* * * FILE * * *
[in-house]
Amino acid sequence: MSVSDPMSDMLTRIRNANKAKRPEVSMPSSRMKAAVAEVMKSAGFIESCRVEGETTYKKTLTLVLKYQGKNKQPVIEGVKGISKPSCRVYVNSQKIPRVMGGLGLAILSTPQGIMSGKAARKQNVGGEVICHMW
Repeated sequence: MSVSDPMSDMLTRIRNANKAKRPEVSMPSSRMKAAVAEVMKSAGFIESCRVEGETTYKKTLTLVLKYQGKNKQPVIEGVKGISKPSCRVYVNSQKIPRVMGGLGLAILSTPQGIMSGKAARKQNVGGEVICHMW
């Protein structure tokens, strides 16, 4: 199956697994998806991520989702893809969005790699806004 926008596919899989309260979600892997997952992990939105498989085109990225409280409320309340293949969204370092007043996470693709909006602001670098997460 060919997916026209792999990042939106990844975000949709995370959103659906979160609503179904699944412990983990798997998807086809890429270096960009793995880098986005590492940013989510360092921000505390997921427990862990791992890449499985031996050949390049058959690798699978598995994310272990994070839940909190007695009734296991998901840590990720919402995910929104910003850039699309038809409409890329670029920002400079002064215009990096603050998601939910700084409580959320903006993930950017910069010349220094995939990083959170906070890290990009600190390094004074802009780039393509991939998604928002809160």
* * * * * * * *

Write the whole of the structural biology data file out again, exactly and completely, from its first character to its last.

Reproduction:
[in-house]
Amino acid sequence: MSVSDPMSDMLTRIRNANKAKRPEVSMPSSRMKAAVAEVMKSAGFIESCRVEGETTYKKTLTLVLKYQGKNKQPVIEGVKGISKPSCRVYVNSQKIPRVMGGLGLAILSTPQGIMSGKAARKQNVGGEVICHMW
Repeated sequence: MSVSDPMSDMLTRIRNANKAKRPEVSMPSSRMKAAVAEVMKSAGFIESCRVEGETTYKKTLTLVLKYQGKNKQPVIEGVKGISKPSCRVYVNSQKIPRVMGGLGLAILSTPQGIMSGKAARKQNVGGEVICHMW
């Protein structure tokens, strides 16, 4: 199956697994998806991520989702893809969005790699806004 926008596919899989309260979600892997997952992990939105498989085109990225409280409320309340293949969204370092007043996470693709909006602001670098997460 060919997916026209792999990042939106990844975000949709995370959103659906979160609503179904699944412990983990798997998807086809890429270096960009793995880098986005590492940013989510360092921000505390997921427990862990791992890449499985031996050949390049058959690798699978598995994310272990994070839940909190007695009734296991998901840590990720919402995910929104910003850039699309038809409409890329670029920002400079002064215009990096603050998601939910700084409580959320903006993930950017910069010349220094995939990083959170906070890290990009600190390094004074802009780039393509991939998604928002809160």